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It took me a long time to create a savings account, or should I say, it took a long time for me to make it important. When I was getting out of debt, I followed Dave Ramsey’s plan and of his 5 baby steps, starting an emergency fund of $1000 is number one.
You’d think that paying down your debt would come first, but as Dave says, debt isn’t a math problem, it’s a behavior problem. That same logic is why he recommends paying your smallest debts first regardless of interest rate. The momentum you create from small achievements (paid off accounts) fuels the biggies.
Why you need an emergency fund
When you turn your clutter into cash, you can use it for anything, but I recommend starting with an emergency fund. Things happen. Cars break down. Dishwashers explode, and other things that we don’t typically budget for come up. When there isn’t a safety net, panic ensues, stress builds up, and credit cards swoop in to save the day.
Emergency funds may not prevent emergencies, (although if you buy into Murphy’s law, they might), but they do alleviate the pressure of making decisions during an already stressful time, and they prevent emergencies from derailing your money goals of saving, or giving.
These 5 steps will help turn your clutter into cash for giving, spending, paying down debt, or creating an emergency fund.
1. Collect $1000 worth of clutter that you can sell
Keep your sanity and only include things that are $25.00 and up. Donate the rest unless you can bundle it into $25 lots, grab bags, or other offerings. Place all the stuff for sale in one central area. Clean it up and make sure everything works.
2. Do the math
If it doesn’t seem like you have $1000 worth of stuff, do the math and work with the facts. Start with the higher priced items. If there is something you can sell for $1000, you only need to sell one thing to fund a $1000 emergency fund. Two $500 things, or ten $100 things will work too … you get the idea. When you put the numbers on paper, you’ll see this is more realistic than it sounds. Check eBay to see what similar items are selling for. Your clutter might be worth more than you think.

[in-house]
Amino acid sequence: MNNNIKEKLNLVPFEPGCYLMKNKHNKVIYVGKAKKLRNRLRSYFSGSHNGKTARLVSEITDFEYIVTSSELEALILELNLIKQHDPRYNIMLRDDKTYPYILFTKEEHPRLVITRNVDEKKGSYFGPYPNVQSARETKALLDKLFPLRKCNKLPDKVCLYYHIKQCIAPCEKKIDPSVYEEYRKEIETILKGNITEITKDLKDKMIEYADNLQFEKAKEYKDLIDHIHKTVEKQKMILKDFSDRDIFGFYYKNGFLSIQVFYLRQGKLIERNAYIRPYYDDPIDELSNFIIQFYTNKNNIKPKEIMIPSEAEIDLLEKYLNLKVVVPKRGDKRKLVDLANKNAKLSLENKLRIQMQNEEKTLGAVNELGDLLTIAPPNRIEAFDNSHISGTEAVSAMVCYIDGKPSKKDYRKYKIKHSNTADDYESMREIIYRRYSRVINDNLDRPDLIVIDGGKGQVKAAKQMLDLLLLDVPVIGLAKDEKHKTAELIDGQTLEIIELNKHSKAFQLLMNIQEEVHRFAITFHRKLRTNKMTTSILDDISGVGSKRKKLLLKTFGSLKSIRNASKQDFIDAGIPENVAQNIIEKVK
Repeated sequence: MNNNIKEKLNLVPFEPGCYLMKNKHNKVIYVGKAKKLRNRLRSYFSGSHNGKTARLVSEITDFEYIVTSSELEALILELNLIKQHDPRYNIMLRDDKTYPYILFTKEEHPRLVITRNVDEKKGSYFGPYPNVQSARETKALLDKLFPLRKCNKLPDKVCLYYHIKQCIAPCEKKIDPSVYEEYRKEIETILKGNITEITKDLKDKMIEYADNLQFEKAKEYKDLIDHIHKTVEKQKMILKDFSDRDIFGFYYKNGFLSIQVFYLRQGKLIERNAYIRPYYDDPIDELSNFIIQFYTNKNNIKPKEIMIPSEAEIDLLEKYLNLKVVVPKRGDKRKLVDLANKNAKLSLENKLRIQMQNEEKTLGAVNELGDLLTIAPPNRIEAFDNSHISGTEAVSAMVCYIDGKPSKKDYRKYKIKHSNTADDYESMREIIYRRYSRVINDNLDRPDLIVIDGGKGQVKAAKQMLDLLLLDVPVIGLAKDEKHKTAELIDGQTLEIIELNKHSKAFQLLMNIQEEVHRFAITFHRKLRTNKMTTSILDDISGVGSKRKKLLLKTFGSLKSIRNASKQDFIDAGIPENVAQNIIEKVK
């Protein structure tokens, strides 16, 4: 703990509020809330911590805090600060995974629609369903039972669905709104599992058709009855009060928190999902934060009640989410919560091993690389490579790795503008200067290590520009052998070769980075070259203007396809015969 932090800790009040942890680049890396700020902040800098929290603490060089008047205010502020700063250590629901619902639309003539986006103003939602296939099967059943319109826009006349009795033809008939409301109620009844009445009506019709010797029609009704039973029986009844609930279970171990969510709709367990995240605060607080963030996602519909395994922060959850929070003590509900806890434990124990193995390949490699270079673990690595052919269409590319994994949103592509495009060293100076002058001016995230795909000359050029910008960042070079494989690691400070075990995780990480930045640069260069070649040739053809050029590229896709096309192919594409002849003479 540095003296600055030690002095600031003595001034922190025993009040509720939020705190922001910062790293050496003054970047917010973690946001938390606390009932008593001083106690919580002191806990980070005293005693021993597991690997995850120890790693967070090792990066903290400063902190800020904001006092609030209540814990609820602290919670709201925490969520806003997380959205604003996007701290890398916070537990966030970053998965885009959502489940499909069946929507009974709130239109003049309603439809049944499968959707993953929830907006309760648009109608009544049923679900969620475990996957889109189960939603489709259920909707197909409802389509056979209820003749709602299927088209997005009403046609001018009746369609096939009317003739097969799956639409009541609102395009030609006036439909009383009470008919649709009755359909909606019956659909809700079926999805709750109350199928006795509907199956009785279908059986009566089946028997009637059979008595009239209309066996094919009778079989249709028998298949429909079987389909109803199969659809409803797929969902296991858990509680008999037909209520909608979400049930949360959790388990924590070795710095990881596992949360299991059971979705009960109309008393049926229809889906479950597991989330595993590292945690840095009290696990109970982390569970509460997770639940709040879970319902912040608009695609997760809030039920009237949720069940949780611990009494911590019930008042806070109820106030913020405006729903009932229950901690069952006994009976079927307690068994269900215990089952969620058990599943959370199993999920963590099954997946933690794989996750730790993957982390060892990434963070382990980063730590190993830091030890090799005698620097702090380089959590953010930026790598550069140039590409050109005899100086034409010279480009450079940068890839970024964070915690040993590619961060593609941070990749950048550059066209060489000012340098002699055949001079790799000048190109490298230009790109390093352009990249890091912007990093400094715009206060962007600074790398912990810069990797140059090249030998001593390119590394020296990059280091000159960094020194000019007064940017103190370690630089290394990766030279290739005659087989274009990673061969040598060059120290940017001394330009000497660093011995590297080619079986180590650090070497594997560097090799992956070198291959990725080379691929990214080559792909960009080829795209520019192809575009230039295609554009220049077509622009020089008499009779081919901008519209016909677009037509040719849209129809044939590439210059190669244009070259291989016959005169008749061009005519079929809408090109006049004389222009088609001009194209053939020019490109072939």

3. Simplicity summit
If you are turning clutter into cash with a partner, or family, include them in the process with a meeting, or simplicity summit. Talk about why you want an emergency fund, or why you want to be debt free. Talk about gifts or other items that you want to sell. Ask them if they have any suggestions or concerns.
4. Sell that stuff
Decide how you want to sell your stuff in 30 days or less. Keep the time frame short or you’ll start to feel like you’ve turned your home into a flea market. Sell what you need for your emergency fund or to pay down debt, and then close up shop and donate the rest of your clutter so you can get on with your life.
- Yard sale: If you have a bunch of odds and ends and lower priced items, try a weekend yard sale.
- Classifieds: Sell your furniture and other items that will be pricy to ship on a local website that offers free classified ads.
- Auction: Sell your stuff on Ebay if you have the patience, or use a local provider that will sell if for you on commission.
- Consignment: You might have $1000 on hangers in your closet. Try a local or online consignment shop. They take shoes and handbags too.
5. Put the money away
Instead of putting the money in your bank, where you can easily transfer money from account to account, choose a different bank and start a new account. Your emergency fund should be easy to access when there is an emergency, but not so easy that you blur the definition. A weekend getaway is not an emergency.
Turn your clutter into cash and start an emergency fund for peace of mind, and to create the space you need to thoughtfully respond to surprises and emergencies without the extra stress of wondering how you will pay for them.
Turn your clutter into cash, and your cash into freedom.